Applicants for a vendor license will also be required to submit a responsible gambling plan to the commission. The plan needs to include, at a minimum, the applicant’s plan for creating a distributing educational material on problem gambling, as well as details of training for its employees.

The commission also proposes to prohibit skill-based game advertising “that it determines to be deceptive to the public,” and require that every form of advertising contain a statement that “minors are not allowed to play skill based amusement games as approved by the commission.”

Currently, there are 291 locations in Wyoming that offer skill games under the Cowboy Skill brand, which are manufactured and distributed by Pace-O-Matic, and Banilla Games of Greenville, North Carolina. Skill games are limited to a maximum bet of $3 and a maximum win of $3,000.

“At the end of the day, ultimately skill games are designed to be a game of entertainment and amusement that still allows somebody who is exercising skill to win every time,” said Jonathan Downey of Cowboy Skill in Cheyenne.

“Having that high standard there is the foundation on which the industry came into Wyoming and asked for regulation.”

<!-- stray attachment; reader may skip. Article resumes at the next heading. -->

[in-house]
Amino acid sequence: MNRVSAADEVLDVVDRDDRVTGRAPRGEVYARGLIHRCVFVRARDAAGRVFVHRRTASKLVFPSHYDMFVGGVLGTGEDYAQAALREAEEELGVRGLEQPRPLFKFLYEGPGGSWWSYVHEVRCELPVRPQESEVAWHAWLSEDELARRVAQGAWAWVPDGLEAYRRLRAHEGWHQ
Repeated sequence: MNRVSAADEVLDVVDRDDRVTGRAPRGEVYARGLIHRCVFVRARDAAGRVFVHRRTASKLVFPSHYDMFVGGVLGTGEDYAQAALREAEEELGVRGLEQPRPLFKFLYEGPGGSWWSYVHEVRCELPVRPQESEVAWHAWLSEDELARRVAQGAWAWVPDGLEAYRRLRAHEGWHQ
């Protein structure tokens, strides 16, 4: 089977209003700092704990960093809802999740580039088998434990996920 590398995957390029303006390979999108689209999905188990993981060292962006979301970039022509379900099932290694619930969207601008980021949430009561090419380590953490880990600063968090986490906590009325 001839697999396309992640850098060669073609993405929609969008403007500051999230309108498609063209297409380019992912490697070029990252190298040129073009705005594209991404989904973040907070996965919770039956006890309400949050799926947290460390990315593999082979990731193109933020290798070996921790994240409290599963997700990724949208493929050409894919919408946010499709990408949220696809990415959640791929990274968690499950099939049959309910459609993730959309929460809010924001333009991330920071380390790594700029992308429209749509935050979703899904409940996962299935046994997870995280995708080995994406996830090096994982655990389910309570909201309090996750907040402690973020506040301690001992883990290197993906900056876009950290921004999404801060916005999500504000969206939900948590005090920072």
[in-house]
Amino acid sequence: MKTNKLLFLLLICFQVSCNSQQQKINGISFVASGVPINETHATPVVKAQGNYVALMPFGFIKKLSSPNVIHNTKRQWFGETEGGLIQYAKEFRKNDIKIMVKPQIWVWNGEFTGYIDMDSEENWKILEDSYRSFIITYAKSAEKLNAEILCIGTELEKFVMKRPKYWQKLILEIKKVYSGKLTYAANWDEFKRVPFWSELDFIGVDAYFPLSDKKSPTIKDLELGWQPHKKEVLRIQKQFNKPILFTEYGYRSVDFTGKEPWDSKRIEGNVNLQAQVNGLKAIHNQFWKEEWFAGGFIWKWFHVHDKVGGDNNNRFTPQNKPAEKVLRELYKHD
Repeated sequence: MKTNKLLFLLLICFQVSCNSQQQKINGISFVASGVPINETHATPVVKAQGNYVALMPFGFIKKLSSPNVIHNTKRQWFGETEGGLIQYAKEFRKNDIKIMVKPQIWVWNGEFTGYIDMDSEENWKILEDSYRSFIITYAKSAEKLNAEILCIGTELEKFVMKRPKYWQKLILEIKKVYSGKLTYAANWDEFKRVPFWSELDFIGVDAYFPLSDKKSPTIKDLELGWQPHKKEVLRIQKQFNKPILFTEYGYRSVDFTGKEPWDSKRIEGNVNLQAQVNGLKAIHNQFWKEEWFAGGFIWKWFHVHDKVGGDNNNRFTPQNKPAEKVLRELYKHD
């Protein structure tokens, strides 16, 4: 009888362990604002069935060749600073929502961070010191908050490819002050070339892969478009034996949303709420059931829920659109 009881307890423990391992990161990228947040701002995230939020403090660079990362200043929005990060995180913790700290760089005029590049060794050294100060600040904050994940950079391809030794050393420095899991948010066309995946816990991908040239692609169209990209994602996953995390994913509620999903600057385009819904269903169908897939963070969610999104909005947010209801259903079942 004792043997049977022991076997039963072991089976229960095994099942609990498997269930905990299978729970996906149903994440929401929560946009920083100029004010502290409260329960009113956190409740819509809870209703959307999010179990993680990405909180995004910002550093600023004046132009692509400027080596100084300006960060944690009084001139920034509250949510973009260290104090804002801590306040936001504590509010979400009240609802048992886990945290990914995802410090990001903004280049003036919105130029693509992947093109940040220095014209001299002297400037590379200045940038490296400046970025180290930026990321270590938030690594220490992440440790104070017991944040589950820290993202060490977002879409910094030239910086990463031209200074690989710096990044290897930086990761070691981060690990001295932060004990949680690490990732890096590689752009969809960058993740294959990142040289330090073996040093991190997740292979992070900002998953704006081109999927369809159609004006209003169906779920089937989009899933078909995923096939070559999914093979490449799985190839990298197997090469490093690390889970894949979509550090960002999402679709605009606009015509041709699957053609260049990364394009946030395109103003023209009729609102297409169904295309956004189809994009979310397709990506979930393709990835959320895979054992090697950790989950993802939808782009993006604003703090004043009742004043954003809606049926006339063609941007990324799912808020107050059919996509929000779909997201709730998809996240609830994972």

Last week, Downey told lawmakers that Cowboy Skill was opposed to the bill allowing cities and counties to opt-out of a legal and regulated skill-based games market.

“The biggest concern right now is if you go for an opt-out at a local government level that can change with time just as we see elections come and go,” Downey said.

“We see these cycles of the pendulum swing back and forth and that creates lot of uncertainty for small Wyoming businesses. Skill games have served as a source of revenue, supplemental income.”

The bill draft, numbered 23LSO-0065, would have allowed cities and counties to submit to the voters a ballot question of whether to opt-out of allowing skill-based games. If voters approved an opt-out measure, those machines in existence would be allowed to operate for five years.

After an hour of testimony and debate, committee members declined to make a motion for a vote on the proposal, effectively killing the measure.

Last month, members of the Joint Appropriations Committee approved a bill draft (23LSO-0217) requiring all people who have access to skill-based equipment to be licensed by the gaming commission, a process that includes an FBI background check.

Currently, state law only requires that vendors and operators of gaming equipment complete background checks for licensure. The employee licensees will cost $50 per year.

Moore said that regulators supported licensing all employees of vendors, saying it will elevate the integrity of gaming in the state. The committee also approved an amendment to the bill draft, requiring gaming manufacturers to pay a $10,000 initial license fee, followed by a $5,000 annual renewal.

Further draft legislation clarifying the state’s 2021 mobile sports-betting law was also passed, while lawmakers tabled a draft relating to pari-mutuel wagering. Both proposals were sponsored by the Joint Appropriations Committee.